Prince William and his soon-to-be wife Kate Middleton visit Scotland this week and return to the place there their relationship first started – St Andrews University. Their trip is prompted by the university requesting that William be patron for their 600th Anniversary appeal. One of the main aims of the appeal is to raise money for scholarships with the noble objective of supporting bright students without financial means to be able to benefit from a St Andrews higher education (not something William or Kate had to worry about when they attended). Obviously, I am all for everyone, no matter his or her financial position, being able to attend university and St Andrews, the first University in Scotland, should be no exception!
I was accepted at St Andrews University myself (1 or 2 years before William and Kate attended!) and, on my intrepid quest to try to work out (at the tender and clueless age of 17) which University I should choose I visited the town and had a look around the university. I decided in the end that St Andrews was not the University for me (much to my parents and teachers disappointment) and instead the City of Newcastle suffered my ‘interesting’ student years. But my choice not to go with St Andrews was no reflection on the university, town or the surrounding area, rather the lesser number of pubs (which at 18 was of crucial importance to me) it had in relation to the big city!
Do not get me wrong, I enjoyed my time at Newcastle University, however now (older and wiser?) I can’t help but think that maybe I missed a trick (and the chance for a royal husband)! St Andrews University and the town in which it is situated are steeped in history and tradition. The architecture of the town is truly stunning and for those who enjoy golf it is definitely a place you can’t afford to miss. My favourite building (or what is left of a building) is St Andrews Castle that stands close to the water’s edge over looking the small beach of Castle Sands, there is something quite haunting about the structure which was once used as a prison, and it proximity to the often harsh north sea just adds to its almost threatening character.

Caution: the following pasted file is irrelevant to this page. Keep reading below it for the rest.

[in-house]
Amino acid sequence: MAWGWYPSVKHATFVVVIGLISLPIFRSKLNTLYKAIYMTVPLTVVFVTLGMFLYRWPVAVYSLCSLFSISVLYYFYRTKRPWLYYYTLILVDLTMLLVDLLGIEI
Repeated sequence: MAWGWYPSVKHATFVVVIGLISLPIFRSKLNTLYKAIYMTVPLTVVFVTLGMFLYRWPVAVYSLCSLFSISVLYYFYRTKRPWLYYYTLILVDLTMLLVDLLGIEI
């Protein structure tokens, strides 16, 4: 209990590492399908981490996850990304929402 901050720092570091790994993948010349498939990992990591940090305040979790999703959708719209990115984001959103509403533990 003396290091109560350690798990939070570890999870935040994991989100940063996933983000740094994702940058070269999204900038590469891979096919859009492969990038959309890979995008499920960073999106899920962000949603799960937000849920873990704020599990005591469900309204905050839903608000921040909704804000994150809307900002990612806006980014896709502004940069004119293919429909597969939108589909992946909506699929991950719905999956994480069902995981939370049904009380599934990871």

The history of the town extends beyond its boundaries; with the nearby village of Cellardyke has one of the most pretty old fishing ports in the country and Lower Largo birthplace of the ‘real’ Robinson Crusoe. Branching further out of the town are treasures such as the village of St Monans with its superb coastal views and quaint traditional houses on narrow winding streets and intriguing stories of piracy, smuggling and shipwrecks. Relics of the less distant past also wait to be discovered – Scotland’s Secret Bunker, built in the 1950, is well worth a visit. And while Newcastle had its fair share of kebab shops (another staple of my student years) I have yet to find a better fish supper than the one served at the award winning Anstruther Fish Bar!
So, as William and Kate head back to St Andrews, the starting point of their romance, I do hope they get the opportunity to take some time out from their busy schedule and enjoy some of the peaceful pleasures the East Neuk of Fife has on offer before the stress of the pre-wedding frenzy!